It was not until 1824 that fur trader Samuel Black traveled the length of the Finlay River to its source. His journal is highly informative of the lands and lives of the Sekani people at this Comments in square brackets are included in the 2006 edition. The village noted by Harmon may be the same site as the village at Trembleur Lake where, in 1893, Indian Reserve Commissioner Peter O’Reilly allotted five reserves for a “branch of the Siccanee Tribe” who lived in six houses at the mouth of the Middle River.
(O’Reilly, 1893) time. He had a Sekani guide who, with his family, carried Black’s heavy packs and supplied him with meat and fish. On the upper arm of the Finlay River he met Chief Methodiates 7 and his band who regularly wintered in this region.
The purpose of Black’s visit was to assess whether a post should be established in the region for the Hudson Bay Company. Chief Methodiates requested that a post be established at Thutade Lake as he considered this lake the best place in the region to support a post. He promised Black that if they did so, he would remain in the area during the winter months, which he did at times, rather than travel to the plains east of the Rockies (Rich 1955:52, 58).
Chief Methodiates later changed his mind about the establishment of a post at Thutade Lake.
By the time Black and his party left Thutade Lake they had caused huge forest fires that
devastated the Thutade Lake and upper Finlay River area. Black notes in his journal:
I am sorry to observe that some of our Fires coming up has completely desolated these fine Vallies of Wood extending to near Thutade & up Fire steel River is completely burnt & left dreary waste discovering the bare Rocks through the Black stems of the burnt Trees” (Rich 1955: 88).
Upon returning to Thutade in early September, Black wrote that “the woods are on Fire near the Lake in the Valley” (Rich 1955:185). Later, as Black descended the Finlay River in September, he noted again that the upper reaches of the Finlay River were “completely burnt & all the fine Pine Bark destroyed. (Rich 1955:191).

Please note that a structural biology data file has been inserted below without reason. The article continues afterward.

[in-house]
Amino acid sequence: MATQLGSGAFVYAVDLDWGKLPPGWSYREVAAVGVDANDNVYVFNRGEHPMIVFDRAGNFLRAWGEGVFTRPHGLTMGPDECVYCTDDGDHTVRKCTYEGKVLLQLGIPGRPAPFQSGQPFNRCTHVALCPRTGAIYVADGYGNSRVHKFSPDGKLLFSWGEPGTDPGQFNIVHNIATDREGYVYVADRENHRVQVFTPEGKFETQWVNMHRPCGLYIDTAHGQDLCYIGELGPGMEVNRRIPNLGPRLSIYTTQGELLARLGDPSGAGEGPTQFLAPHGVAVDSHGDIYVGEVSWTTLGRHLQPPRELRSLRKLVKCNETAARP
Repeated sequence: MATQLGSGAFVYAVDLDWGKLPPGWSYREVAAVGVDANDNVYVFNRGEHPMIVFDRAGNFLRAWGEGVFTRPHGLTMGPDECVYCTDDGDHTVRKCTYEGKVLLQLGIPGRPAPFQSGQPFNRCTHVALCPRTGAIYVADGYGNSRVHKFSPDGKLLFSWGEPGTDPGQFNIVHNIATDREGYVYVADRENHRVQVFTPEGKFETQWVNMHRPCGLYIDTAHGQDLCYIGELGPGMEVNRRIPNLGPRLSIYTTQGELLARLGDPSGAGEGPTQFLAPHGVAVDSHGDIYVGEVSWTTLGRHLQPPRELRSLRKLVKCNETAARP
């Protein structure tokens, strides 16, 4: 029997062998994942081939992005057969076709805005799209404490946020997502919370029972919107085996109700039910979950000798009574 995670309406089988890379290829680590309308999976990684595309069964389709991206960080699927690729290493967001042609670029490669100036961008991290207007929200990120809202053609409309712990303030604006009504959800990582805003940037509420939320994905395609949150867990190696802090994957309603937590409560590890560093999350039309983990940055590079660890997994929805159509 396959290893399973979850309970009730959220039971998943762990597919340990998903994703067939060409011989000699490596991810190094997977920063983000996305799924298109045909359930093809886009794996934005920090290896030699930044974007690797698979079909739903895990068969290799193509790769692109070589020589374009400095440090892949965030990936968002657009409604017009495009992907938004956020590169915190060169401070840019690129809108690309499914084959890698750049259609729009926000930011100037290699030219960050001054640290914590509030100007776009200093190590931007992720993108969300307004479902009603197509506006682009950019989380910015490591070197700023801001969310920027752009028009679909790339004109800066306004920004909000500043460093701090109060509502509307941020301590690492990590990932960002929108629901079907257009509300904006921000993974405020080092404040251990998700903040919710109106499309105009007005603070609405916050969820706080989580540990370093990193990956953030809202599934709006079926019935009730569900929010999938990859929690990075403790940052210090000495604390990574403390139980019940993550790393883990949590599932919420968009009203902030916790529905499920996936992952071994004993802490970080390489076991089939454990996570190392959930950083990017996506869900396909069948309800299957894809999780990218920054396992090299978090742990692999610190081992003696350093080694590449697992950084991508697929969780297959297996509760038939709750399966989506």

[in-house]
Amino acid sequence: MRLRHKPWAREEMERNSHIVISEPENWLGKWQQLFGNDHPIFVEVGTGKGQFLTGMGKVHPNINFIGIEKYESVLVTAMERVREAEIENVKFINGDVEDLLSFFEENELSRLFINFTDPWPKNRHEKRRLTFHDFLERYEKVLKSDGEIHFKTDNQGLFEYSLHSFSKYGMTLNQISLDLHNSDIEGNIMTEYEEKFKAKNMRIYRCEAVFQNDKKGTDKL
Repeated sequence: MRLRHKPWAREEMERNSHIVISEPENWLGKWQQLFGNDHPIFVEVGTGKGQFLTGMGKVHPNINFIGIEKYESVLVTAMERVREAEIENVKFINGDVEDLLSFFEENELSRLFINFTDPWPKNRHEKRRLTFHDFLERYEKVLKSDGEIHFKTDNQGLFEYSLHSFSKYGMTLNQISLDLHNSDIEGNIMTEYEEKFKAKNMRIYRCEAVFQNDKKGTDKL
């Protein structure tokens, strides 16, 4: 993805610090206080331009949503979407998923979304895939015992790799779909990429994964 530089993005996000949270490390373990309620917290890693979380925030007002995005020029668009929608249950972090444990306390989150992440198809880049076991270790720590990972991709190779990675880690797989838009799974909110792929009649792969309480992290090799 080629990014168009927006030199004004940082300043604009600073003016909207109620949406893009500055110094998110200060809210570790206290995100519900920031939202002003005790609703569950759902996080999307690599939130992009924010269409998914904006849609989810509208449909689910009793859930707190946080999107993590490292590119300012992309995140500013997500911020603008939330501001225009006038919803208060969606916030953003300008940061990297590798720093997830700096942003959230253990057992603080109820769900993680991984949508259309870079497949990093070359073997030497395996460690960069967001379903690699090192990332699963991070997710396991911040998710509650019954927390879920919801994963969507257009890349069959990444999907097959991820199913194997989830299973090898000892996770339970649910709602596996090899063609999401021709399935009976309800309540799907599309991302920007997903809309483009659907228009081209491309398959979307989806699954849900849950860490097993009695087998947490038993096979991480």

Patterson, in his introduction to Black’s journal suggests that:
…[Black’s] fires were not properly extinguished …the result was that a large stretch of country below Thutade Lake was burnt over … [the fires] burnt the only stand of canoe birch that was seen in the whole length of the river…, furbearing animals are destroyed or driven away… [and] the burnt out territory becomes a wearisome tangle of fallen trees. The Sekani, when Black returned to Thutade Lake in September, did not seem particularly anxious to have a post established in their territory: it is possible that they have been influenced by the desolation of the still smoking valley below them, and that the occasion would be long remembered as the year the white men came and set many fires. (Rich 1955: lxxiii-lxxiv) In 1826, the Hudson Bay Company established Fort Connolly on Bear Lake and the Sekani began to make seasonal visits to the post to trade their furs for guns, ammunition, pots, kettles, and other goods. Many of these trade goods began to replace traditional technology and increased the emphasis upon trapping for furs. In 1828, Sir George Simpson (Rich 1947:23) reported that at the trading post at Connolly’s Lake, “there were about 30 hunters of the ‘Seccani’ tribe who make their hunts in the Mountainous Country about the head Waters of Finlays branch.” These hunters were accompanied by their families.